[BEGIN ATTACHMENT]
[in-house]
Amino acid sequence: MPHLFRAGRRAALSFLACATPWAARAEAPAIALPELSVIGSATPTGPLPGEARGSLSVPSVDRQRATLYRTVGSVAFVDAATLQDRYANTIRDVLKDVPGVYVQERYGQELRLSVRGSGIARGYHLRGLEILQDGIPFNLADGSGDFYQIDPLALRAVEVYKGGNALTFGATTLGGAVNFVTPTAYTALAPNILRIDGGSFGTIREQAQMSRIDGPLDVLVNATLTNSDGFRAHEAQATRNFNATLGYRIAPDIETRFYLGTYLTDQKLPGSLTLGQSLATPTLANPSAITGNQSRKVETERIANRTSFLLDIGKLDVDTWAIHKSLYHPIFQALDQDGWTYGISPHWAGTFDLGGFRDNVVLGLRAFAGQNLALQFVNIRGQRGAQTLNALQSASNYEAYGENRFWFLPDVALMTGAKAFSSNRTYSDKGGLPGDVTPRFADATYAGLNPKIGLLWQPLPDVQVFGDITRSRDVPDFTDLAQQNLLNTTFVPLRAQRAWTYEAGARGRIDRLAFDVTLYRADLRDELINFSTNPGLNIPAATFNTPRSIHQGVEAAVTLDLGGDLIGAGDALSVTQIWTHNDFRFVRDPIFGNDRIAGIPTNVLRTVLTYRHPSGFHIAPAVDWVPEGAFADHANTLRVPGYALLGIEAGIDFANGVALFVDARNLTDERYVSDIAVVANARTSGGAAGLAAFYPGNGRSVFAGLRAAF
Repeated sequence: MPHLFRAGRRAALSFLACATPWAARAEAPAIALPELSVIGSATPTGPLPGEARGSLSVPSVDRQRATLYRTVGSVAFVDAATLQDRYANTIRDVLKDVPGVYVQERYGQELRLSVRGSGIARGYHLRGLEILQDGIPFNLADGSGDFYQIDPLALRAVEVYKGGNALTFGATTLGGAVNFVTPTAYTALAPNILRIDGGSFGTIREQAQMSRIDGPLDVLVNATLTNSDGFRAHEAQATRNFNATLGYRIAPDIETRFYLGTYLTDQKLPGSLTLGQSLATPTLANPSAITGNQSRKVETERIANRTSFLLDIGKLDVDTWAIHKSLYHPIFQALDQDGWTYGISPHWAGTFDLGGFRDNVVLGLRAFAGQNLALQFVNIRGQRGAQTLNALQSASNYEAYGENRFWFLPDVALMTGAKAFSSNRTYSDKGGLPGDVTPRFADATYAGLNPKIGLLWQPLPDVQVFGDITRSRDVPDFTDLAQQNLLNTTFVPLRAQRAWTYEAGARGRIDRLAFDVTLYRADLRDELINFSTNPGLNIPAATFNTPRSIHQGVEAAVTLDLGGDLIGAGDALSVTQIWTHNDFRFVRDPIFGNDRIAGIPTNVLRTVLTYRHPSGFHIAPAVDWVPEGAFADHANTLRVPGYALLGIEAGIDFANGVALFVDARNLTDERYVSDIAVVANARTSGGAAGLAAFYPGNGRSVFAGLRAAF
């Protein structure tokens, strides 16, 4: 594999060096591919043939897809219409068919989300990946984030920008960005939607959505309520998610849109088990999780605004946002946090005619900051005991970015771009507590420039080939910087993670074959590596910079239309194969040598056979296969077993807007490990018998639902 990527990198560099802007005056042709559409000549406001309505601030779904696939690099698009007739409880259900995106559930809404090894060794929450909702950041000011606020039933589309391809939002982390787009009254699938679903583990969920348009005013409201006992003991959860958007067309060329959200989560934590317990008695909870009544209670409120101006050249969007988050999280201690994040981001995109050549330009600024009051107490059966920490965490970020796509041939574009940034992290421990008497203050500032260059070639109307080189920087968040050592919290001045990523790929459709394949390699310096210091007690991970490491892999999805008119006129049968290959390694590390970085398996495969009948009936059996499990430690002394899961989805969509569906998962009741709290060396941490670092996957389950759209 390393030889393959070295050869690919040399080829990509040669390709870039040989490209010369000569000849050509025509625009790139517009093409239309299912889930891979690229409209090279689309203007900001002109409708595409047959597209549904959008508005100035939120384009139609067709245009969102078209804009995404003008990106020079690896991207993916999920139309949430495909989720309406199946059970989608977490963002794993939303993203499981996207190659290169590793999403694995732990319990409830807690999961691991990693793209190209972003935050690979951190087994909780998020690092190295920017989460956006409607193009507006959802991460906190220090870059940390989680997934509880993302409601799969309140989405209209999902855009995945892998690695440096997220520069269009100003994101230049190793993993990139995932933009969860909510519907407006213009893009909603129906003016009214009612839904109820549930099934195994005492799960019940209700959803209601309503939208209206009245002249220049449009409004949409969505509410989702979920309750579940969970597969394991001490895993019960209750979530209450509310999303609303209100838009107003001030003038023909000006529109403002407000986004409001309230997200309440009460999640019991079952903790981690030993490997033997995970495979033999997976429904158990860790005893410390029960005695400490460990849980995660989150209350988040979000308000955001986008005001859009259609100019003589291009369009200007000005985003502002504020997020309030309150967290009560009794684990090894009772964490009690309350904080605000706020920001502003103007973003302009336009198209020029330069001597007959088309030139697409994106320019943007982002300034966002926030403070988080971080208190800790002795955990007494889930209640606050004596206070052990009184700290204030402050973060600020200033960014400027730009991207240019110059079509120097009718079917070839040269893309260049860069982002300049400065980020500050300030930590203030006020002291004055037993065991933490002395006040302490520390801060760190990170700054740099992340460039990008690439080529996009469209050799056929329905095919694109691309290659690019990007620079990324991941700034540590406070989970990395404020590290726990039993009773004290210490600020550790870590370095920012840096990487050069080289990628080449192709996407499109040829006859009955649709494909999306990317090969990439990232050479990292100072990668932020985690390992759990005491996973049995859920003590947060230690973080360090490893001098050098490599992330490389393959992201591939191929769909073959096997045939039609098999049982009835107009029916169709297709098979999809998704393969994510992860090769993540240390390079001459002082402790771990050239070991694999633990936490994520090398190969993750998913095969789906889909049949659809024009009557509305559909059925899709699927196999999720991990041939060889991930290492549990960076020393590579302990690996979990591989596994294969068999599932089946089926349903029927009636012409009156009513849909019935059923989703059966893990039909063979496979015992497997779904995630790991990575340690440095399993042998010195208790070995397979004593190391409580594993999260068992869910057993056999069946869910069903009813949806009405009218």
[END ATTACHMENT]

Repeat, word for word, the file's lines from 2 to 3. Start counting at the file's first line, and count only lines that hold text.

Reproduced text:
Amino acid sequence: MPHLFRAGRRAALSFLACATPWAARAEAPAIALPELSVIGSATPTGPLPGEARGSLSVPSVDRQRATLYRTVGSVAFVDAATLQDRYANTIRDVLKDVPGVYVQERYGQELRLSVRGSGIARGYHLRGLEILQDGIPFNLADGSGDFYQIDPLALRAVEVYKGGNALTFGATTLGGAVNFVTPTAYTALAPNILRIDGGSFGTIREQAQMSRIDGPLDVLVNATLTNSDGFRAHEAQATRNFNATLGYRIAPDIETRFYLGTYLTDQKLPGSLTLGQSLATPTLANPSAITGNQSRKVETERIANRTSFLLDIGKLDVDTWAIHKSLYHPIFQALDQDGWTYGISPHWAGTFDLGGFRDNVVLGLRAFAGQNLALQFVNIRGQRGAQTLNALQSASNYEAYGENRFWFLPDVALMTGAKAFSSNRTYSDKGGLPGDVTPRFADATYAGLNPKIGLLWQPLPDVQVFGDITRSRDVPDFTDLAQQNLLNTTFVPLRAQRAWTYEAGARGRIDRLAFDVTLYRADLRDELINFSTNPGLNIPAATFNTPRSIHQGVEAAVTLDLGGDLIGAGDALSVTQIWTHNDFRFVRDPIFGNDRIAGIPTNVLRTVLTYRHPSGFHIAPAVDWVPEGAFADHANTLRVPGYALLGIEAGIDFANGVALFVDARNLTDERYVSDIAVVANARTSGGAAGLAAFYPGNGRSVFAGLRAAF
Repeated sequence: MPHLFRAGRRAALSFLACATPWAARAEAPAIALPELSVIGSATPTGPLPGEARGSLSVPSVDRQRATLYRTVGSVAFVDAATLQDRYANTIRDVLKDVPGVYVQERYGQELRLSVRGSGIARGYHLRGLEILQDGIPFNLADGSGDFYQIDPLALRAVEVYKGGNALTFGATTLGGAVNFVTPTAYTALAPNILRIDGGSFGTIREQAQMSRIDGPLDVLVNATLTNSDGFRAHEAQATRNFNATLGYRIAPDIETRFYLGTYLTDQKLPGSLTLGQSLATPTLANPSAITGNQSRKVETERIANRTSFLLDIGKLDVDTWAIHKSLYHPIFQALDQDGWTYGISPHWAGTFDLGGFRDNVVLGLRAFAGQNLALQFVNIRGQRGAQTLNALQSASNYEAYGENRFWFLPDVALMTGAKAFSSNRTYSDKGGLPGDVTPRFADATYAGLNPKIGLLWQPLPDVQVFGDITRSRDVPDFTDLAQQNLLNTTFVPLRAQRAWTYEAGARGRIDRLAFDVTLYRADLRDELINFSTNPGLNIPAATFNTPRSIHQGVEAAVTLDLGGDLIGAGDALSVTQIWTHNDFRFVRDPIFGNDRIAGIPTNVLRTVLTYRHPSGFHIAPAVDWVPEGAFADHANTLRVPGYALLGIEAGIDFANGVALFVDARNLTDERYVSDIAVVANARTSGGAAGLAAFYPGNGRSVFAGLRAAF